7. Decide: When you have gathered all the information you can from all possible sources, put the whole matter on hold. Give your decision as much time as you can to gestate. A day is good, a week is better. When you have the luxury, a full lunar cycle is optimal. By then, you will probably know your desire. For a final check, sit quietly and just ask inside yourself if any part of you has any problem with this decision. Then, place yourself at Center and ask for guidance from the Guardians of the Directions, like this:

  8.  
    • East: Do I have all the information I need? Does this make sense?
    • South: Do I have the energy to carry this through? Do I feel enthusiastic, even passionate, about my plan?
    • West: Is my plan wise? Is it compassionate and loving to myself and to others it will affect?
    • North: Do I have the material resources to carry out my plan? Do I have the skill? Do I have a way to obtain whatever I still need?
    • Below: Am I capable of doing what I plan? Do I have the requisite talents and temperaments?
    • Above: Is my plan in keeping with my ideals and values?

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  9. Empower your decision: Projective magic refers to that set of skills by which we project our will out into the world to empower change.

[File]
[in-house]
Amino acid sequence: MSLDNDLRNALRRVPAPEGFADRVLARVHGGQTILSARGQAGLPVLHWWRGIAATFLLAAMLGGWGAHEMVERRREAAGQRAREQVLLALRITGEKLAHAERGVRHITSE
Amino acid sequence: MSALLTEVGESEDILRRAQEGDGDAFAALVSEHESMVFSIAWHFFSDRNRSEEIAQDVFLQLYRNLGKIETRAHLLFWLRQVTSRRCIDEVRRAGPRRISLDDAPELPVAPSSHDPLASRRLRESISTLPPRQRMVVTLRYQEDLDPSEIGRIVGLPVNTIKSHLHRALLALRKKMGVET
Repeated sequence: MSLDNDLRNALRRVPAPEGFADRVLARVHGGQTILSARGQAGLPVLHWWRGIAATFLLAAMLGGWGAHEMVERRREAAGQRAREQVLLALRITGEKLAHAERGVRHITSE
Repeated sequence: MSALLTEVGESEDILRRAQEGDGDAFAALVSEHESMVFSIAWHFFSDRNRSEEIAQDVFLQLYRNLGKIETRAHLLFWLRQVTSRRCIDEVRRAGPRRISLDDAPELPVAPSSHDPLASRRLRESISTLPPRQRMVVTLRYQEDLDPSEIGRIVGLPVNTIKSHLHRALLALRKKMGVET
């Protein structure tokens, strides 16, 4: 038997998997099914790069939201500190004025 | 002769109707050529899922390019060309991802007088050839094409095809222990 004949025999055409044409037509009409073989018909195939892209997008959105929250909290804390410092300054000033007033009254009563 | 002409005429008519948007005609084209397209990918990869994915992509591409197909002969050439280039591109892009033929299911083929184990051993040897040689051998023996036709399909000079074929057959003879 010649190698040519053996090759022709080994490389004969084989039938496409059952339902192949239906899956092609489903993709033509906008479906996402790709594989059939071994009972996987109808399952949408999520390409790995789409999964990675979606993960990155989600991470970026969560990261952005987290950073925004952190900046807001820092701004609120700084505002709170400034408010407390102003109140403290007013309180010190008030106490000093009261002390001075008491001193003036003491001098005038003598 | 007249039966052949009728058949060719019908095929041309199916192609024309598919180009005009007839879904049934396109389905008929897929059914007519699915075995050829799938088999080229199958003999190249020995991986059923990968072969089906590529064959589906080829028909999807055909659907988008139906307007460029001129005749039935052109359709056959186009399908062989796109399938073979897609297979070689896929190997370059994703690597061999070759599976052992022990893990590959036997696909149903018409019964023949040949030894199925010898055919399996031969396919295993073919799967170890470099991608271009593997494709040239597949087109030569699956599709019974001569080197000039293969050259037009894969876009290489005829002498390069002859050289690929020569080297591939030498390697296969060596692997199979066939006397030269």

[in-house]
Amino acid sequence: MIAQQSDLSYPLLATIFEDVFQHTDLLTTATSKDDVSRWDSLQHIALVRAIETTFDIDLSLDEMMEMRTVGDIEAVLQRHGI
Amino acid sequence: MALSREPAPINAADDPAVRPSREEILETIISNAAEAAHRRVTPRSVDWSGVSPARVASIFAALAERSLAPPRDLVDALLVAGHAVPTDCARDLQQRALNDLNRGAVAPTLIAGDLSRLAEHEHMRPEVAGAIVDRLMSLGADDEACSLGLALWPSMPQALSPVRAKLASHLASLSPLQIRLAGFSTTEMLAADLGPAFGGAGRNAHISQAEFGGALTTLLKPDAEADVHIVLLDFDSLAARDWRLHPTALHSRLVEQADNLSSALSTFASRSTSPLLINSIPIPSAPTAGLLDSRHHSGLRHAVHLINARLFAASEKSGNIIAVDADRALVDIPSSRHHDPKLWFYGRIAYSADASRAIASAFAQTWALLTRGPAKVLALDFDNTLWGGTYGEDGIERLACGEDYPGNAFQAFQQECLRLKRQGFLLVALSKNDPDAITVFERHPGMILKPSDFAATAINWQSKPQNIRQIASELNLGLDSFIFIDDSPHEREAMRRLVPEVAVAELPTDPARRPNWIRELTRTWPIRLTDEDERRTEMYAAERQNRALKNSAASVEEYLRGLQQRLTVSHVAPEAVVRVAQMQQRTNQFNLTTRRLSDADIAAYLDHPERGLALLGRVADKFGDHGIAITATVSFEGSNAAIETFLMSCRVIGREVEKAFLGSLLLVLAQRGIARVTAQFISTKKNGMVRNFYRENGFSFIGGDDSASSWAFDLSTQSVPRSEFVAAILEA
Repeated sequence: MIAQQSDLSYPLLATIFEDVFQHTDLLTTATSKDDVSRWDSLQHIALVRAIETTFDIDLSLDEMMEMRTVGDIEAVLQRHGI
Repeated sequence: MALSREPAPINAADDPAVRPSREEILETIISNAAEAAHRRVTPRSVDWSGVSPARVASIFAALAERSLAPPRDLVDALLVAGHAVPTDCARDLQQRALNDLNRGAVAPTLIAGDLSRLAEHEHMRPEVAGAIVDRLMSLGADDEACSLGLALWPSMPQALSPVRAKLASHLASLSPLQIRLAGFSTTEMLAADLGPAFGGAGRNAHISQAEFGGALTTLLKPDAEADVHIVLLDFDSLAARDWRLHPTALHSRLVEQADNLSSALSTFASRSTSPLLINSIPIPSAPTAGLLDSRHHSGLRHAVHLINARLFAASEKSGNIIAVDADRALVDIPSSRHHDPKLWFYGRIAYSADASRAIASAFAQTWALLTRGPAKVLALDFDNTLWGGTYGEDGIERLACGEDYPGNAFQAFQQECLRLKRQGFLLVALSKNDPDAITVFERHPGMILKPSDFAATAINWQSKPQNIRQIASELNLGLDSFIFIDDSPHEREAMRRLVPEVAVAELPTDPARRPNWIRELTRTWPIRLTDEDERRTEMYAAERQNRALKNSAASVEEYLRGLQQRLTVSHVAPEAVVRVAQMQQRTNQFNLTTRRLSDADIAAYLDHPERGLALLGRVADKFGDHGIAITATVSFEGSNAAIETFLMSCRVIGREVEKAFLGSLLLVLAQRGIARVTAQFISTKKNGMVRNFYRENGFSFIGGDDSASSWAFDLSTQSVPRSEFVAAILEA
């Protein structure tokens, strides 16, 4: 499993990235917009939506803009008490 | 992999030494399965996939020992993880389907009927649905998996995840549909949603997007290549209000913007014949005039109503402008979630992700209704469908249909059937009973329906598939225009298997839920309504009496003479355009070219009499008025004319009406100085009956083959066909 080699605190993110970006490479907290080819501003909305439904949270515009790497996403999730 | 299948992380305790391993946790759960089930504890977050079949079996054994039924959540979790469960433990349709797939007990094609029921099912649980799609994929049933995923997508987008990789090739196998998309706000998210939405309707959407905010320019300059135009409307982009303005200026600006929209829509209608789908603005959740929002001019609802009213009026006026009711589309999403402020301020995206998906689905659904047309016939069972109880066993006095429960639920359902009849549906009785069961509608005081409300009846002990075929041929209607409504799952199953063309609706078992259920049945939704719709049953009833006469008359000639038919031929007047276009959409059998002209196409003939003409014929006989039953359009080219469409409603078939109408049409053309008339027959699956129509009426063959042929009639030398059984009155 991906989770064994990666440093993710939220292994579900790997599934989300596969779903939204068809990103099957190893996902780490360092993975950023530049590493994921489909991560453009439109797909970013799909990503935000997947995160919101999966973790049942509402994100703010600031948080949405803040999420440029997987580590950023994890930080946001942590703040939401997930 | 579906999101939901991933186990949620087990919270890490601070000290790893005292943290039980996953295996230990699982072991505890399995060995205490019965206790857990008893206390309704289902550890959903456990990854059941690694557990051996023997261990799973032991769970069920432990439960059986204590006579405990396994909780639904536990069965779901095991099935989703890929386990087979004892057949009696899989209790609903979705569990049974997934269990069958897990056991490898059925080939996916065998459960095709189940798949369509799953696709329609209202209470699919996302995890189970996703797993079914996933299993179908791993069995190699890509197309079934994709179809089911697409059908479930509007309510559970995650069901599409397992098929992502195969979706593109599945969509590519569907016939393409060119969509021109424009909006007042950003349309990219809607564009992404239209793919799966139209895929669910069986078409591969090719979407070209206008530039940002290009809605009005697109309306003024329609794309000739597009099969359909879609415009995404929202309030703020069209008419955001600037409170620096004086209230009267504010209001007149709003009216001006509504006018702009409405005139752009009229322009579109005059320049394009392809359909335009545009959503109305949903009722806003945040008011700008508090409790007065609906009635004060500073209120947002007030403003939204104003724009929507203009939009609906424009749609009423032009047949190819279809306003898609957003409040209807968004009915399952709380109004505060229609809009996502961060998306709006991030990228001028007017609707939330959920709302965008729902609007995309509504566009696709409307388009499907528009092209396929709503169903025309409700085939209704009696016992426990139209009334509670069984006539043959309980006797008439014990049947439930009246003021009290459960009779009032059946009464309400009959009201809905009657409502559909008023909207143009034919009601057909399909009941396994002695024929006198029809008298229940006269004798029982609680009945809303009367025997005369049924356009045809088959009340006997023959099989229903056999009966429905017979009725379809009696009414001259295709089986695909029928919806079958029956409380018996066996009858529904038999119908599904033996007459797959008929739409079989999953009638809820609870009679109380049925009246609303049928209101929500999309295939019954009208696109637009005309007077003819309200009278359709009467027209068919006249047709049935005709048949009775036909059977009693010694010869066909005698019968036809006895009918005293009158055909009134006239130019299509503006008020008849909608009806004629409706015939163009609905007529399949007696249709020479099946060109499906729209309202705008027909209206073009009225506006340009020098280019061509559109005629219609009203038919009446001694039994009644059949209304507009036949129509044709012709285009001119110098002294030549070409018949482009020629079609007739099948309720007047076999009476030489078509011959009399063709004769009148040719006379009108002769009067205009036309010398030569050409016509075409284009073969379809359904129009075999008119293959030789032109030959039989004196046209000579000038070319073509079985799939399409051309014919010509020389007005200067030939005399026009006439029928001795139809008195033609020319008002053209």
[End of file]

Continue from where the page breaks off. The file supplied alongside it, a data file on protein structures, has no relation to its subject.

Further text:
10.  
    • Raise power: Write or choose a simple chant that is related to your goal. While chanting it, imagine that your goal is already accomplished. Imagine this as actively and as specifically as possible. What do you see from your new living room window? How does it feel to be riding a horse again with your arm fully healed?
    • Store power: Find a small object that reminds you of your goal, something small enough to fit in your pocket or purse, or even an unobtrusive piece of jewelry. Consecrate it to your goal. Hold it while you chant, while you imagine your accomplished goal. Then keep it with you at all times until your goal is achieved. When you get tired or discouraged -- and we all have those moments -- this talisman will help you keep going. Hold it and repeat the chant that was used when the object was charged. It will bring you back, in memory, to the power you felt at that moment.